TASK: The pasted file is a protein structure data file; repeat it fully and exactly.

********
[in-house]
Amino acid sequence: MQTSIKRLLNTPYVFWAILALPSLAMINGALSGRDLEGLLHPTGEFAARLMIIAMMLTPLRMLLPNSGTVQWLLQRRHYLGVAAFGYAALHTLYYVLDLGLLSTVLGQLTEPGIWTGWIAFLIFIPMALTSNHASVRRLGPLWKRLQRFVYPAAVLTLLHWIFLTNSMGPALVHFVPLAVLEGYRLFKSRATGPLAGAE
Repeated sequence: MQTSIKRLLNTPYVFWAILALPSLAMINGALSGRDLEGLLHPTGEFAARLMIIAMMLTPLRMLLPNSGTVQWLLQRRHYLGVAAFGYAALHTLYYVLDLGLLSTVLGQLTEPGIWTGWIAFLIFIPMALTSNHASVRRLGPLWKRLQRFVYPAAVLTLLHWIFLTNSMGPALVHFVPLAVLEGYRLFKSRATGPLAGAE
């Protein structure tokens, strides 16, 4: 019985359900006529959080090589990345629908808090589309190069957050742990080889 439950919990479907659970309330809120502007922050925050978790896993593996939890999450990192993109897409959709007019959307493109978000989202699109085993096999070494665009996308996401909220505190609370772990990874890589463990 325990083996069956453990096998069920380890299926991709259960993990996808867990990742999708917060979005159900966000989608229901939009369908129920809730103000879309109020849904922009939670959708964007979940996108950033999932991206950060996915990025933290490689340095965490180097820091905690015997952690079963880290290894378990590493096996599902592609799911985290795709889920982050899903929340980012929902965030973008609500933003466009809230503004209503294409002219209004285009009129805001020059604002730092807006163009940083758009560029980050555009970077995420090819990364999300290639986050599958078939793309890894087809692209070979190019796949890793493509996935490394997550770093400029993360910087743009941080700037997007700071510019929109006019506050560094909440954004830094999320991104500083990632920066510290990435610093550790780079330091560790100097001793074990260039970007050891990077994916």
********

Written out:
[in-house]
Amino acid sequence: MQTSIKRLLNTPYVFWAILALPSLAMINGALSGRDLEGLLHPTGEFAARLMIIAMMLTPLRMLLPNSGTVQWLLQRRHYLGVAAFGYAALHTLYYVLDLGLLSTVLGQLTEPGIWTGWIAFLIFIPMALTSNHASVRRLGPLWKRLQRFVYPAAVLTLLHWIFLTNSMGPALVHFVPLAVLEGYRLFKSRATGPLAGAE
Repeated sequence: MQTSIKRLLNTPYVFWAILALPSLAMINGALSGRDLEGLLHPTGEFAARLMIIAMMLTPLRMLLPNSGTVQWLLQRRHYLGVAAFGYAALHTLYYVLDLGLLSTVLGQLTEPGIWTGWIAFLIFIPMALTSNHASVRRLGPLWKRLQRFVYPAAVLTLLHWIFLTNSMGPALVHFVPLAVLEGYRLFKSRATGPLAGAE
């Protein structure tokens, strides 16, 4: 019985359900006529959080090589990345629908808090589309190069957050742990080889 439950919990479907659970309330809120502007922050925050978790896993593996939890999450990192993109897409959709007019959307493109978000989202699109085993096999070494665009996308996401909220505190609370772990990874890589463990 325990083996069956453990096998069920380890299926991709259960993990996808867990990742999708917060979005159900966000989608229901939009369908129920809730103000879309109020849904922009939670959708964007979940996108950033999932991206950060996915990025933290490689340095965490180097820091905690015997952690079963880290290894378990590493096996599902592609799911985290795709889920982050899903929340980012929902965030973008609500933003466009809230503004209503294409002219209004285009009129805001020059604002730092807006163009940083758009560029980050555009970077995420090819990364999300290639986050599958078939793309890894087809692209070979190019796949890793493509996935490394997550770093400029993360910087743009941080700037997007700071510019929109006019506050560094909440954004830094999320991104500083990632920066510290990435610093550790780079330091560790100097001793074990260039970007050891990077994916």